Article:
The Head River Baptist Church was and is a beautiful, isolated place of worship on Lookout Mountain that seems to radiate peace and tranquility. But there was at least one day in its history when it descended into tragedy and chaos that resulted not only in the loss of one life but in grave harm to many others.
No one seems to know exactly when the Head River Church was organized, but it appears to have come about when the community also started a school, in the late 1800s. A post office was established nearby in 1913 in a store owned and operated by Mr. J.M. Forester. The Foresters were among the first to settle at Head River along with Rosses, Johnsons, Everetts, Flaritys and other folks with very familiar Lookout Mountain names.
On Sunday, 20 April 1946, by all accounts a beautiful spring day, members of many of these families gathered at the Head River Church for morning services. Among those in attendance was Clarence Newton Johnson, a father and grandfather, 50 years old, who lived at nearby Mentone, Alabama. With him were his daughters Pearline, about 20, and, Ruby Mae, 25, and her young son. Ruby and her husband, Ernest “Bill” Buffington, and the boy lived in Cobb County and had come to Mentone to visit her family for the weekend. Apparently, she decided to attend church services at Head River as part of the visit. The church had no regular minister at the time and the speaker for the day, a family friend of the Johnsons, seems to have been “trying out” for that role, so perhaps it would have been considered an interesting day to attend church.
According to witnesses who would later testify at the resulting trial, a short time before services let out, a car was heard pulling up outside the church and remaining there, idling loudly enough to disturb services for a while. In the car were Ernest “Bill” Buffington, Edgar Johnson, his wife’s teenage brother, and perhaps another man although this is disputed in the trial testimony.
Bill Buffington was, by all accounts, a very troubled soul. He had only recently returned from service with the Marines in the Pacific and seems to have had a significant case of PTSD, as we call it today. In his day, it was called “battle fatigue” and soldiers who exhibited symptoms were not likely to be looked upon with understanding or compassion but rather with contempt for their supposed cowardice.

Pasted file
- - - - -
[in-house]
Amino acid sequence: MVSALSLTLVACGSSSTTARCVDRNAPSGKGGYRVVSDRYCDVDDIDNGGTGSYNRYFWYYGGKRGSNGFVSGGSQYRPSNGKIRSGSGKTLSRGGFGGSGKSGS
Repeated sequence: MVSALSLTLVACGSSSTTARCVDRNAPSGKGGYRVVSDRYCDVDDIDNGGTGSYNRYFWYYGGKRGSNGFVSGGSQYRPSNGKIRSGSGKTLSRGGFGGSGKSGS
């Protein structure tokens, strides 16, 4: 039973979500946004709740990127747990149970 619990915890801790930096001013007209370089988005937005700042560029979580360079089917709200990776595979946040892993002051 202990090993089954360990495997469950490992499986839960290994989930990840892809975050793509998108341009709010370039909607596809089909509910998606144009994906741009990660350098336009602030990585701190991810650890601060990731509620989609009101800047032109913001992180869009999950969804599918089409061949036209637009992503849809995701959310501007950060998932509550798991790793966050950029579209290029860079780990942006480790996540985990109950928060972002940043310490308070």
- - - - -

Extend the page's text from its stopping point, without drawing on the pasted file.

Evidently, Mr. Buffington was not coping well. He had been in some terrible fighting in the South Pacific and had seen things that he was unable to handle. Testimony at trial indicated that he was sleeping very little and using alcohol to cope with this stress. The result was strife at home. Mr. Johnson, his wife’s father, seemed to be very upset about his daughter’s situation. All these factors, and maybe more, led to the day’s tragedy.
It’s a mystery how Bill Buffington and his wife met, as they seemed to live in totally different parts of the world in their youths. Bill was born at Gillsville, Georgia, in Hall County near Gainesville. He had one sibling named Ford. Their father must have died or otherwise departed when they were very young. In 1930, when Bill and Ford were only twelve and ten, respectively, they lived with their mother, her parents and their mother’s new husband, a Mr. Hamilton, at Gillsville. By 1940, they had all moved to Birmingham, Alabama, and, somewhere along the way. Bill met Ruby Mae Johnson of Mentone. No testimony was elicited at the trial as to how the marriage worked before the war, but after Bill returned, things appear to have gone sour very quickly due to the problems he brought home with him.
After initially driving up to the front of the church, Bill moved his car back out onto the roadway and waited until the service was over. When he saw the congregation begin to leave the church, he drove back to the front of the church, went up the steps to the door and, according to witnesses, got his little boy and settled the child in his car. The congregation was exiting the church, standing and visiting there and in the church yard as church congregations everywhere seem to do. Mr. Buffington moved his car closer again, got out, and approached his wife.
He asked her if she was going with him. She answered “yes” and indicated that her father would be riding with them, as well. Some witnesses, who were standing closer than others, thought they heard him tell her to “Get to hell in the car.” He took his wife by the arm, asked his father-in-law, who had just approached the couple, if he was ready to leave and began to move toward the car. At that moment, his father-in-law, Clarence Newton Johnson, pulled a knife from his pocket and, without a word, stabbed Buffington in the abdomen. The latter grabbed his stomach and said, “He stabbed me!” He then began moving toward his car with his wife following in great distress.
Next time: The trial and the aftermath